The University Record, April 22, 1997

Arb use by ROTC units questioned by public comments speakers

By Jane R. Elgass

Use of the Arboretum by ROTC students was brought before the Regents during their public comments session last week by members of the U-M and Ann Arbor communities. Army and Navy ROTC units use the Arb for traning exercises, sometimes appearing in full gear with replicas of machine guns.

Donald H. Gray, a member of the board of Friends of the Arboretum, appeared before the Regents in defense of the use of the Arb by ROTC students.

"The Arboretum is the crown jewel of Ann Arbor and concern about its appropriate uses" is understandable. However, he said, "there is little merit" to allegations about destruction of plant life made by Ronald Holzhacker in a recent Ann Arbor News article.

He characterized the ROTC exercises as "tame and circumspect" compared with what he considers real concerns---erosion and other damage caused by trail bikes on trails and hills, safety issues related to dogs running loose, and removal of trees by individuals during the winter holidays.

Holzhacker, a member of Citizens for the Preservation of Nichols Arboretum, said that the mission of the Arb is to provide an educational and research setting, adding that preservation of plant life is central to that mission.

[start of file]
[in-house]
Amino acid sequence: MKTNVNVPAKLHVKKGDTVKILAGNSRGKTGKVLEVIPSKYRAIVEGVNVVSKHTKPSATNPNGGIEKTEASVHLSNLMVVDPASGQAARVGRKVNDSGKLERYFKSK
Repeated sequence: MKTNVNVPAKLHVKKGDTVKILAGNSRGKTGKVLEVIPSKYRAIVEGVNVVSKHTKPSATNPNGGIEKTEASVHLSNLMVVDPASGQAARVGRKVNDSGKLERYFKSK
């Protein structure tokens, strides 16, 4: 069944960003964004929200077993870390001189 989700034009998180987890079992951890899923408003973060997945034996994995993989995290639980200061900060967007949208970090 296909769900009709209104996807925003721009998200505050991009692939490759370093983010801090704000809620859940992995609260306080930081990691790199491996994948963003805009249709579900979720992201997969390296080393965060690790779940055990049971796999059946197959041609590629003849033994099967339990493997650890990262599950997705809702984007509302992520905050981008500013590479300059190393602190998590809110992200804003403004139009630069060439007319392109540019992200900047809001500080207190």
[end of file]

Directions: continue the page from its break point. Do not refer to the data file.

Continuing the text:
He said ROTC exercises are "outrageous activities," that present "serious safety and environmental concerns."

Robert Oppenheimer, an Ann Arbor resident, has a special relationship with the Arb, since he met his wife there. He related two of their experiences with ROTC students, stating that they were very frightening and that his wife is so uncomfortable that she won't return to the Arb.

David R. Bassett said that perceptions of preservation, tranquillity and safety are inherent to the concept of arboretums, and that those things are threatened by the ROTC training exercises.

Arboretum Director Harrison L. Morton said in an interview with the Record that Holzhacker's concerns about plant damage are "totally unfounded, in absolute terms and in relation to other kinds of activities."

Those who related their encounters with ROTC groups were "startled and surprised," Morton says, and they should not have been. As part of the agreement with ROTC units, a notice is to be posted at all gates.

He has talked with the Army and Navy ROTC officers and we will "tighten things down a bit. They have become lax [in posting notices]." He also says that the ROTC units "are willing to change their practices in any degree we want. They are very cooperative."